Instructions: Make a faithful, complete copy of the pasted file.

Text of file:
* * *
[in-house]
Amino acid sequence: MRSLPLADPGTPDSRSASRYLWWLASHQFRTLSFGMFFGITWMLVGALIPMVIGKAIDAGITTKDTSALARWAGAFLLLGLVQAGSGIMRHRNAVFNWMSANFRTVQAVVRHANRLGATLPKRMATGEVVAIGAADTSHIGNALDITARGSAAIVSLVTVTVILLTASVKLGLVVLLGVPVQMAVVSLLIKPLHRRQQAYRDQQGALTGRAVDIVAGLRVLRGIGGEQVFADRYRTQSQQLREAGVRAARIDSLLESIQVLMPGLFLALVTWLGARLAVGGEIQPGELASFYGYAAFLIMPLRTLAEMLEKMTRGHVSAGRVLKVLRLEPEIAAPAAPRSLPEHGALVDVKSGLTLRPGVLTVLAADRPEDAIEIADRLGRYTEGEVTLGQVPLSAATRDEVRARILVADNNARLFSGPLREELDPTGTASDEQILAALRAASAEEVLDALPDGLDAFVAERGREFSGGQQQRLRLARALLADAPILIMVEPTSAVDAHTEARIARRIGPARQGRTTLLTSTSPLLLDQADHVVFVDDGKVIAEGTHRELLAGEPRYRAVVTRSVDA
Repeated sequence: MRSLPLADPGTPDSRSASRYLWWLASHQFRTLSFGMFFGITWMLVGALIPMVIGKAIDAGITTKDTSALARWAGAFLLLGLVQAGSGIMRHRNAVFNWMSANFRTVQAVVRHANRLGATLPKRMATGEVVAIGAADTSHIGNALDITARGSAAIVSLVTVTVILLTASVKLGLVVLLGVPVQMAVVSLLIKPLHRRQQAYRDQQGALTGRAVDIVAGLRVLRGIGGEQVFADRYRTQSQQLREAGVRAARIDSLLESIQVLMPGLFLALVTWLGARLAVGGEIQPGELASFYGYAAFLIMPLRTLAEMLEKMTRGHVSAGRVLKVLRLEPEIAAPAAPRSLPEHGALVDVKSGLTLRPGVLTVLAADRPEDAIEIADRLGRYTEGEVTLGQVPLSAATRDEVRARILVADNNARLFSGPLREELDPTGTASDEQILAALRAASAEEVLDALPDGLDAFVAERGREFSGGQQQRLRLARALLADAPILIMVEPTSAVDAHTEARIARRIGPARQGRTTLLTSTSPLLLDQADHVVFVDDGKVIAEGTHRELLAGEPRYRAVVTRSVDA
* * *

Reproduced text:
[in-house]
Amino acid sequence: MRSLPLADPGTPDSRSASRYLWWLASHQFRTLSFGMFFGITWMLVGALIPMVIGKAIDAGITTKDTSALARWAGAFLLLGLVQAGSGIMRHRNAVFNWMSANFRTVQAVVRHANRLGATLPKRMATGEVVAIGAADTSHIGNALDITARGSAAIVSLVTVTVILLTASVKLGLVVLLGVPVQMAVVSLLIKPLHRRQQAYRDQQGALTGRAVDIVAGLRVLRGIGGEQVFADRYRTQSQQLREAGVRAARIDSLLESIQVLMPGLFLALVTWLGARLAVGGEIQPGELASFYGYAAFLIMPLRTLAEMLEKMTRGHVSAGRVLKVLRLEPEIAAPAAPRSLPEHGALVDVKSGLTLRPGVLTVLAADRPEDAIEIADRLGRYTEGEVTLGQVPLSAATRDEVRARILVADNNARLFSGPLREELDPTGTASDEQILAALRAASAEEVLDALPDGLDAFVAERGREFSGGQQQRLRLARALLADAPILIMVEPTSAVDAHTEARIARRIGPARQGRTTLLTSTSPLLLDQADHVVFVDDGKVIAEGTHRELLAGEPRYRAVVTRSVDA
Repeated sequence: MRSLPLADPGTPDSRSASRYLWWLASHQFRTLSFGMFFGITWMLVGALIPMVIGKAIDAGITTKDTSALARWAGAFLLLGLVQAGSGIMRHRNAVFNWMSANFRTVQAVVRHANRLGATLPKRMATGEVVAIGAADTSHIGNALDITARGSAAIVSLVTVTVILLTASVKLGLVVLLGVPVQMAVVSLLIKPLHRRQQAYRDQQGALTGRAVDIVAGLRVLRGIGGEQVFADRYRTQSQQLREAGVRAARIDSLLESIQVLMPGLFLALVTWLGARLAVGGEIQPGELASFYGYAAFLIMPLRTLAEMLEKMTRGHVSAGRVLKVLRLEPEIAAPAAPRSLPEHGALVDVKSGLTLRPGVLTVLAADRPEDAIEIADRLGRYTEGEVTLGQVPLSAATRDEVRARILVADNNARLFSGPLREELDPTGTASDEQILAALRAASAEEVLDALPDGLDAFVAERGREFSGGQQQRLRLARALLADAPILIMVEPTSAVDAHTEARIARRIGPARQGRTTLLTSTSPLLLDQADHVVFVDDGKVIAEGTHRELLAGEPRYRAVVTRSVDA